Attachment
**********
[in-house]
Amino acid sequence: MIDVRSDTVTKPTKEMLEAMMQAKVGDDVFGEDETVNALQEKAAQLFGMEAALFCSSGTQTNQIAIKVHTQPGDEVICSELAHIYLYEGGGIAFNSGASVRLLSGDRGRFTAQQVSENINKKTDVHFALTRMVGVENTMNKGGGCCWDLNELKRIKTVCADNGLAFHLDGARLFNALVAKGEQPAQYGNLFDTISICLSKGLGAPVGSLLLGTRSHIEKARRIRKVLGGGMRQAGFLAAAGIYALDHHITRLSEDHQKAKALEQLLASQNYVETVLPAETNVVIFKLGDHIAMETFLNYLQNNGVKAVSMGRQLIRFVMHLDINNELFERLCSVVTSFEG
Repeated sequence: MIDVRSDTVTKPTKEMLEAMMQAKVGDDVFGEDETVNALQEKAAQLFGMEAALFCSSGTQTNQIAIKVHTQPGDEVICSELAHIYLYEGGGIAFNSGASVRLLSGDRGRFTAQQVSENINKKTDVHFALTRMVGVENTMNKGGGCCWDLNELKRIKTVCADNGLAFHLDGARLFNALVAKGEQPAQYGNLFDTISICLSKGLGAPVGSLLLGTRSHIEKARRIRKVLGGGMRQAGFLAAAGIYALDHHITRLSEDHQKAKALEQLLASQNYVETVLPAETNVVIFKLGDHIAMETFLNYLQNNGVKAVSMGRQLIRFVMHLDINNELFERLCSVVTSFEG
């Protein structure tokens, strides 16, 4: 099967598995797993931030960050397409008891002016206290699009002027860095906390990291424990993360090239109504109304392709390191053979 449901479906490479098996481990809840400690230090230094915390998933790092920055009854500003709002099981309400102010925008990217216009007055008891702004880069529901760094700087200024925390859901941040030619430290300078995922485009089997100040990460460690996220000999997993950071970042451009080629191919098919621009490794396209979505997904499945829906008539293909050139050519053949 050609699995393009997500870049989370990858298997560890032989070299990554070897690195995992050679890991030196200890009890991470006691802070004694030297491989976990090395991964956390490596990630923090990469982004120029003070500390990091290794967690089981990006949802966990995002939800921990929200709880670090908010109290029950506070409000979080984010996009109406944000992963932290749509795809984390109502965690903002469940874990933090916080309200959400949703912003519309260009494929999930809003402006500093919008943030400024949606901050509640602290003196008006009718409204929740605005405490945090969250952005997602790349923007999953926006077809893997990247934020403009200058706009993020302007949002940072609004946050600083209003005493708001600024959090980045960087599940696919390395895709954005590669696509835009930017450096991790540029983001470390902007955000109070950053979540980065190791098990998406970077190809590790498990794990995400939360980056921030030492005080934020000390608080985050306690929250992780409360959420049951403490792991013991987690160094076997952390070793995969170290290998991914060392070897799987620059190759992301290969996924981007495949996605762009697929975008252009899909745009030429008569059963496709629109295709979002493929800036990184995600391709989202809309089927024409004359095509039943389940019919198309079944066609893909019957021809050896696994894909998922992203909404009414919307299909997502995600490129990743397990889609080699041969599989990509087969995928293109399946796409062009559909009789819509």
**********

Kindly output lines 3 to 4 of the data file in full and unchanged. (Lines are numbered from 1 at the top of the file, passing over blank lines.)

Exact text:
Repeated sequence: MIDVRSDTVTKPTKEMLEAMMQAKVGDDVFGEDETVNALQEKAAQLFGMEAALFCSSGTQTNQIAIKVHTQPGDEVICSELAHIYLYEGGGIAFNSGASVRLLSGDRGRFTAQQVSENINKKTDVHFALTRMVGVENTMNKGGGCCWDLNELKRIKTVCADNGLAFHLDGARLFNALVAKGEQPAQYGNLFDTISICLSKGLGAPVGSLLLGTRSHIEKARRIRKVLGGGMRQAGFLAAAGIYALDHHITRLSEDHQKAKALEQLLASQNYVETVLPAETNVVIFKLGDHIAMETFLNYLQNNGVKAVSMGRQLIRFVMHLDINNELFERLCSVVTSFEG
């Protein structure tokens, strides 16, 4: 099967598995797993931030960050397409008891002016206290699009002027860095906390990291424990993360090239109504109304392709390191053979 449901479906490479098996481990809840400690230090230094915390998933790092920055009854500003709002099981309400102010925008990217216009007055008891702004880069529901760094700087200024925390859901941040030619430290300078995922485009089997100040990460460690996220000999997993950071970042451009080629191919098919621009490794396209979505997904499945829906008539293909050139050519053949 050609699995393009997500870049989370990858298997560890032989070299990554070897690195995992050679890991030196200890009890991470006691802070004694030297491989976990090395991964956390490596990630923090990469982004120029003070500390990091290794967690089981990006949802966990995002939800921990929200709880670090908010109290029950506070409000979080984010996009109406944000992963932290749509795809984390109502965690903002469940874990933090916080309200959400949703912003519309260009494929999930809003402006500093919008943030400024949606901050509640602290003196008006009718409204929740605005405490945090969250952005997602790349923007999953926006077809893997990247934020403009200058706009993020302007949002940072609004946050600083209003005493708001600024959090980045960087599940696919390395895709954005590669696509835009930017450096991790540029983001470390902007955000109070950053979540980065190791098990998406970077190809590790498990794990995400939360980056921030030492005080934020000390608080985050306690929250992780409360959420049951403490792991013991987690160094076997952390070793995969170290290998991914060392070897799987620059190759992301290969996924981007495949996605762009697929975008252009899909745009030429008569059963496709629109295709979002493929800036990184995600391709989202809309089927024409004359095509039943389940019919198309079944066609893909019957021809050896696994894909998922992203909404009414919307299909997502995600490129990743397990889609080699041969599989990509087969995928293109399946796409062009559909009789819509």